I understand this dream to speak to ongoing processes of learning and growth for me, touching many layers of my experience and practice: my relationship with mountainous terrain which was renewed last Fall when I traveled in the Carpathians; my relationship with forest terrain and its creatures, which are regularly present in dreams; my desire to have more travel and working retreats in my waking life; my relationship with the land of California, which has revealed itself to me in dreams before like this; my deepening practice of ancestral study and how that connects to issues of privilege, settler history (that great Western divide), and my stewardship of all this in terms of my own right relationship with the land I live in.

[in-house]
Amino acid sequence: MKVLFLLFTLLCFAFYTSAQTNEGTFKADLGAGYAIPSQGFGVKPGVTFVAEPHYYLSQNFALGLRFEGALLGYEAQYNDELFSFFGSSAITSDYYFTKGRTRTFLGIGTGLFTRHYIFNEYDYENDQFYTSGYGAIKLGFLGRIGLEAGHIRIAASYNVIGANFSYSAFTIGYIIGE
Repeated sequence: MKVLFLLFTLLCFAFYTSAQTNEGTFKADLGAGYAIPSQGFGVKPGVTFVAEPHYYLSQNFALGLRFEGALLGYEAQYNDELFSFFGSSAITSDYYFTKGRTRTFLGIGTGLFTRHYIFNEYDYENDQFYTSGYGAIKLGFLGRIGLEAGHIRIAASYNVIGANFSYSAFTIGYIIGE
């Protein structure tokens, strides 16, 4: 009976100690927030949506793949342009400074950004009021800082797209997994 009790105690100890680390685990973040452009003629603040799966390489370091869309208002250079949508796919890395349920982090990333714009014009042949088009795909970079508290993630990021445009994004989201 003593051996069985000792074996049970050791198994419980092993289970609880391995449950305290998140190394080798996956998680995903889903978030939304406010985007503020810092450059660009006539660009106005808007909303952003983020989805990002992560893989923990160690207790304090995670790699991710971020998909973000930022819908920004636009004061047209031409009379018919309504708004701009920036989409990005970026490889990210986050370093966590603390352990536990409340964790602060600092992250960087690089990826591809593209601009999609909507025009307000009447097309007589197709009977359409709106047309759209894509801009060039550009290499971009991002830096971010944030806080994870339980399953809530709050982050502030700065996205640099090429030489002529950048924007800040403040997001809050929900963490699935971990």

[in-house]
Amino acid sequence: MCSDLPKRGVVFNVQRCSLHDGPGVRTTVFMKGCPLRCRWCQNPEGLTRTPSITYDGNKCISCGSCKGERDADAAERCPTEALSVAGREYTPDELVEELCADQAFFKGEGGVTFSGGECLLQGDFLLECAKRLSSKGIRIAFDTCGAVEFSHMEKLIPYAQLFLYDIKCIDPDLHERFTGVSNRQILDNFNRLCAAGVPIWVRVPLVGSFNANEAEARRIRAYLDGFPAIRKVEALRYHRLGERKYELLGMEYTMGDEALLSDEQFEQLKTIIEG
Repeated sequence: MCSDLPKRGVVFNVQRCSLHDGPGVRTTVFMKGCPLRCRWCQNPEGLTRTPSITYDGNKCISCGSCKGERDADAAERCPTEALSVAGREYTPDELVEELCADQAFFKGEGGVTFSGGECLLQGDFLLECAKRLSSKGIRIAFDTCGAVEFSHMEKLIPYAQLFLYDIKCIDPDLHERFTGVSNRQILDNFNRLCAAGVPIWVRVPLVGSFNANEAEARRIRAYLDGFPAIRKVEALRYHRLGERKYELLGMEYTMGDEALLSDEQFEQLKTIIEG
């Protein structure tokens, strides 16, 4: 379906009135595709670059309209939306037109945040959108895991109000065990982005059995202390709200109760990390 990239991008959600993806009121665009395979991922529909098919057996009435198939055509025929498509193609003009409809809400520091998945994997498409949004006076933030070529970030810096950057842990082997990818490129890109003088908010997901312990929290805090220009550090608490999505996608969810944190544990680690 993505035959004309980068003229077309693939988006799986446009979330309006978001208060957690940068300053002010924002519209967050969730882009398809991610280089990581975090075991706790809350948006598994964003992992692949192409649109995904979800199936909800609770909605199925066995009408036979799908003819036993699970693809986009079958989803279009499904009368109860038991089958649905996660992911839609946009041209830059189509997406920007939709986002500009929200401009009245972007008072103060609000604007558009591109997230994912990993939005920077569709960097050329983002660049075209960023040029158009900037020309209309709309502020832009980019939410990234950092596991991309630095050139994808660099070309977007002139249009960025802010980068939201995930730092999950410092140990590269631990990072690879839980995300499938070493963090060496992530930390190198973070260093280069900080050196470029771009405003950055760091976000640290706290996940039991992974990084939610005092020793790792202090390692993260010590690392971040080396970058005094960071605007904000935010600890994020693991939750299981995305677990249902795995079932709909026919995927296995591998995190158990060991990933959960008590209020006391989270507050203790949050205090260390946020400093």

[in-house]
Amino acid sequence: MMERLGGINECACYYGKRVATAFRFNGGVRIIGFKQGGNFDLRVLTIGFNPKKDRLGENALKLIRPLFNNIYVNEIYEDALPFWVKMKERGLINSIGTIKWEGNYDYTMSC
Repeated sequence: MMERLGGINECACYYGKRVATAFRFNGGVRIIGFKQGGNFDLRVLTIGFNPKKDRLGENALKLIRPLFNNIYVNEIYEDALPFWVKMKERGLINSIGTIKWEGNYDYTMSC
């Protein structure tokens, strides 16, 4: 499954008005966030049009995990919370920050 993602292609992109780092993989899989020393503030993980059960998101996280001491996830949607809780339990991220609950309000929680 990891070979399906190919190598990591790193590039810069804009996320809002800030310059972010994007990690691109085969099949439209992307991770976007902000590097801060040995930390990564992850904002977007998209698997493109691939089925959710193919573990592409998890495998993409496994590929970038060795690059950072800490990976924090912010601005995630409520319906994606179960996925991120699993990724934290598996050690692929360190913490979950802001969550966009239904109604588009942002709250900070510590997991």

You can see the rich weave of information and influences these ways of working a dream create. The beauty of these tools is that you don’t need a lot of special equipment or education. Access to the internet, a playful and curious mind, and an intention to explore and expand an image (rather than collapse it into definition, as I might have done by looking up “mountain” in a symbol dictionary) are all you need. Held this way, a dream becomes a puzzle that yields orientation, guidance, confirmation, and fresh ideas and directions to look toward. I hope you find it useful!
Kaeti is a therapist, teacher, and dreamer based in Long Beach, California. All of her work (and play!) is interested in dismantling intersections of oppression and breathing magic and radical healing into all the daily corners of her life, into all the spaces of community she helps weave.